I am going to go ahead and blame the 1980s. Namely, the educational push in those days to “boost children’s self-esteem.” I am going out on a limb here and guess that most of our Gradhacker readers were told repeatedly and often that they were smart, talented writers, brilliant speakers, etc. Yes, school came easy to us, and for this we were praised. And then we became praise junkies: always anticipating what the teacher wanted in order to get a hit. Fast-forward to graduate school: suddenly, there is no way to anticipate what the teachers want. Because they want us to think for ourselves. And thinking for ourselves means putting out those half-baked ideas to get
ripped to shreds constructively criticized. Because we’ve been trained like Pavlov’s dogs to equate criticism as an assault on our intelligence, we freak out. So today’s post is dedicated to moving beyond this destructive pattern and learning to embrace the criticism in order to grow as people and as scholars.
Step 1: It’s not about you. Now that I’ve been hanging around institutions of Higher Ed for a few years, I have come to recognize that academics view EVERY SINGLE NEW PIECE OF INFORMATION with a skeptical eye. Whether it be celebrity gossip or a study proposal, each fact is submitted to gauntlet of considerations: what are they saying? how does this fit in with what I know already? if they are saying something is true, is there a time when it isn’t true? Where are the weaknesses here? Academics are doing this to the idea, not to the person, because it is the best way we know for creating new knowledge.
Step 2: Resist the urge to argue. If I accept the notion that the criticism is not about me, then I have to recognize that the criticism is intended to make me better. So why argue with someone who is trying to help me? I try to make a conscious decision to listen and carefully consider what is being suggested. Now, I am a scrapper, and there is nothing I like better than defending my position. This can be a mistake when working on refining an academic proposal or paper. I like to listen, take notes, and mull over what is being offered. Sometimes I go back to the work and decide I was right after all. But I make sure that I am moving forward consciously, not just as a knee-jerk reaction to someone pointing out that I am not perfect. For me, that means setting a hard rule about a waiting period after receiving criticism before I am allowed to defend any of my decisions.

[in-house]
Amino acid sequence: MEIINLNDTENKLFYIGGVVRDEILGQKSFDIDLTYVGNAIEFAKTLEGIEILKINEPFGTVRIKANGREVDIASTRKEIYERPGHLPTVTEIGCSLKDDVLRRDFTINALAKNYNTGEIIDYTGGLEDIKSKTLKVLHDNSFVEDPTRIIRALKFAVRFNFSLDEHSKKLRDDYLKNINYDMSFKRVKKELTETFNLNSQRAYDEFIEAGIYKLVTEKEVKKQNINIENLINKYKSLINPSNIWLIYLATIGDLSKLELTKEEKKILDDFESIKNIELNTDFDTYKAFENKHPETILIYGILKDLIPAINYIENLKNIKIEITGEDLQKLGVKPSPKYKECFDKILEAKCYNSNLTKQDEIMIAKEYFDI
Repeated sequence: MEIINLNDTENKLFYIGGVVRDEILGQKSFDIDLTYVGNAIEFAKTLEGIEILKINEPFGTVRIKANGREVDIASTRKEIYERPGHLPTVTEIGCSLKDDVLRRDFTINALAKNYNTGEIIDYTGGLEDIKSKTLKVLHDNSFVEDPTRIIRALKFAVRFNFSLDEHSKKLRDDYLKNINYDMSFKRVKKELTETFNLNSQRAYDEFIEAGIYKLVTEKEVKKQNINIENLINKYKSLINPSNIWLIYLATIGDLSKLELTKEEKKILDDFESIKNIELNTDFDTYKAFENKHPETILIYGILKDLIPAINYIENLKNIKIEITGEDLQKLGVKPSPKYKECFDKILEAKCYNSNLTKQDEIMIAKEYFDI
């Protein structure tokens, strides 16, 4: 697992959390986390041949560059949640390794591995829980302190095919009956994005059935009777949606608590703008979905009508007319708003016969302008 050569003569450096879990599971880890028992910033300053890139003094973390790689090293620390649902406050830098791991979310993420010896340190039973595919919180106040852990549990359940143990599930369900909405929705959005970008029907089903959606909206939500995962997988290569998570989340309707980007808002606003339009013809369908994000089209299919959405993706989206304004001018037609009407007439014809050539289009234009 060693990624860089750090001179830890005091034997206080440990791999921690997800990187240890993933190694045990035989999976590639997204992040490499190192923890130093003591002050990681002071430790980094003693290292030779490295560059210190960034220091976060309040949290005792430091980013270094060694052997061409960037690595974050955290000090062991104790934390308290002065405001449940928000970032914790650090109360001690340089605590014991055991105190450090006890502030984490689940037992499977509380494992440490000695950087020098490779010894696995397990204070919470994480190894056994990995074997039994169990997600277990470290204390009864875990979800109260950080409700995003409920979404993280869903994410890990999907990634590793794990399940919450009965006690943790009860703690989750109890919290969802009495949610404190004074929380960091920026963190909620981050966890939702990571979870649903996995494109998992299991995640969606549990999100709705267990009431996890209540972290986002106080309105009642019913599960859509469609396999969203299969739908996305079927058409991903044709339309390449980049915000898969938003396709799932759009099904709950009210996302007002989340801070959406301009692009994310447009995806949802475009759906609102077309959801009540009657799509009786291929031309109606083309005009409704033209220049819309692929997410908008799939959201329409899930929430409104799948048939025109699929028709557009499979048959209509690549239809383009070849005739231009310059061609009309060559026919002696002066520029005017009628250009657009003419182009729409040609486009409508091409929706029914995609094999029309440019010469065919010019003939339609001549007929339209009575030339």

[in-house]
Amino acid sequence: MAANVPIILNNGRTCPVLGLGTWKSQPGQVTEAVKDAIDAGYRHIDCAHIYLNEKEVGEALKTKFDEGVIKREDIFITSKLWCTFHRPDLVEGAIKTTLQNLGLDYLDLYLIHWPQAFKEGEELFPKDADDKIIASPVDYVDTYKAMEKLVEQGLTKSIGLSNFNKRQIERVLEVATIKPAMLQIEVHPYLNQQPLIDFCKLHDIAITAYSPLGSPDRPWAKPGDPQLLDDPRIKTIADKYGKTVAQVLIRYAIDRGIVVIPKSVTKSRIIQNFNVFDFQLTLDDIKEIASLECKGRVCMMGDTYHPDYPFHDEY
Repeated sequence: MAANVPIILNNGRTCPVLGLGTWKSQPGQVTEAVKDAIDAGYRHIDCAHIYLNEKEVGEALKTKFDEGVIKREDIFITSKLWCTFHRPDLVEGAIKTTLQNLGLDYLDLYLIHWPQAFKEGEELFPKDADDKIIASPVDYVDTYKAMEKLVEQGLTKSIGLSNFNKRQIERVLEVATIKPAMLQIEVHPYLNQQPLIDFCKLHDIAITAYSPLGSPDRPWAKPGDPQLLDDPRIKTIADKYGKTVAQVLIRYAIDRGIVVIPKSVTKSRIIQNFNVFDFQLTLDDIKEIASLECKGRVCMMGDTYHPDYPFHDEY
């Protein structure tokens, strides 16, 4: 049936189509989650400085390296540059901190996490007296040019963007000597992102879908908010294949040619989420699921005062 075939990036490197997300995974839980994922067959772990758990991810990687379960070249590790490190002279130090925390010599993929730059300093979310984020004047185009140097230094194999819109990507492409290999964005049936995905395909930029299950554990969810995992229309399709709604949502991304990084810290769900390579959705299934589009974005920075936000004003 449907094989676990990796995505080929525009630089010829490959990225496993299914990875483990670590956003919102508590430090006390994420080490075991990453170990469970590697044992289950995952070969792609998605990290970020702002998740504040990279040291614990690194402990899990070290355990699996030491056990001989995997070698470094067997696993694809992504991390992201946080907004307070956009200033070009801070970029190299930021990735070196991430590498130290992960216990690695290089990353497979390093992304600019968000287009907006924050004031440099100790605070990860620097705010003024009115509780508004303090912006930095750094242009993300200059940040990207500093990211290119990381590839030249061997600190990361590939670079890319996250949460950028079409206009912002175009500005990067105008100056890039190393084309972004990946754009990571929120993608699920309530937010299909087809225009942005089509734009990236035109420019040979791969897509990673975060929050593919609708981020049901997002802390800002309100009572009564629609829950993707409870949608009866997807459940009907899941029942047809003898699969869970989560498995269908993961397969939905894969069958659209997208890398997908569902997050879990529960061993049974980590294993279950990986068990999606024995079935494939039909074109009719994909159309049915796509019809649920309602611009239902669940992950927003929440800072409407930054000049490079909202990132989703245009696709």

Step 3: Recognize yourself for keeping at it. This is not an easy process and, considering the attrition rates nationally from graduate programs, a good deal of succeeding is to keep at it, day after critical day. I keep my own standards quite low: it’s a good day if I don’t drop out. Graduate school is an exercise in delayed gratification, so let’s cut ourselves some slack.
What are your tips for embracing criticism? We’d love to hear from you in the comments!
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Wonderful article. I admit having been born in the 80s, I find criticism hard to take. However, I find that taking time to think about it helps me. If a professor gives me written comments, I often read them over but give it a day or two to sink in before I read them again and think about implementing changes. Often I find its valid and enhances my writing. Tackling criticism head on, right when you receive it, can be daunting for anyone.
Kiera, you are so right about just letting it simmer for a while. This is our hard work and sometimes, especially given the often abrupt delivery by academics, criticism can feel more like an attack than an opportunity to grow. I appreciate the comments.
Urgh! Don’t I know it! Thanks for these timely words as I (not being a scrapper) hide my head in the sand hoping it will ALL GO AWAY. I don’t argue with my supervisors, but I do tend to feel quite wounded, even AFTER the first two steps are adhered to.
Your word choice of “wounded” really struck me. There’s a lot to be said about the way we describe this process: attack, wound, scar… It really can be a painful process. I think it’s important to acknowledge that it is difficult. I think that’s why I included Step 3: just hang in there the best we can, right? Good luck and thanks for the comments.
Where was a piece like this in my orientation packet? Great post, and spot on. One thing I would add to #1 (it’s not about you, it’s about the idea) is that sometimes it’s not about the idea but the *presentation* of the idea. How are you framing it? Who are citing? Are you placing your idea into conversation with the right interlocutors? That’s one lesson I’ve learned from the criticisms I’ve received. Generally, there is a vast body of literature out there and you have to position your idea in relation to it. Grad students often haven’t read all of this literature, so their work may suffer from gaps.
Justin, I’m so glad you found this useful. I completely agree that framing the argument is of utmost importance. That’s why criticism is actually so great: it helps to improve that ability to frame the argument and recognize gaps. What I love about your comment is how you pinpoint that you’ve learned about presentation from criticism in the past, which is surely what this whole process is about. Thanks so much for chiming in!
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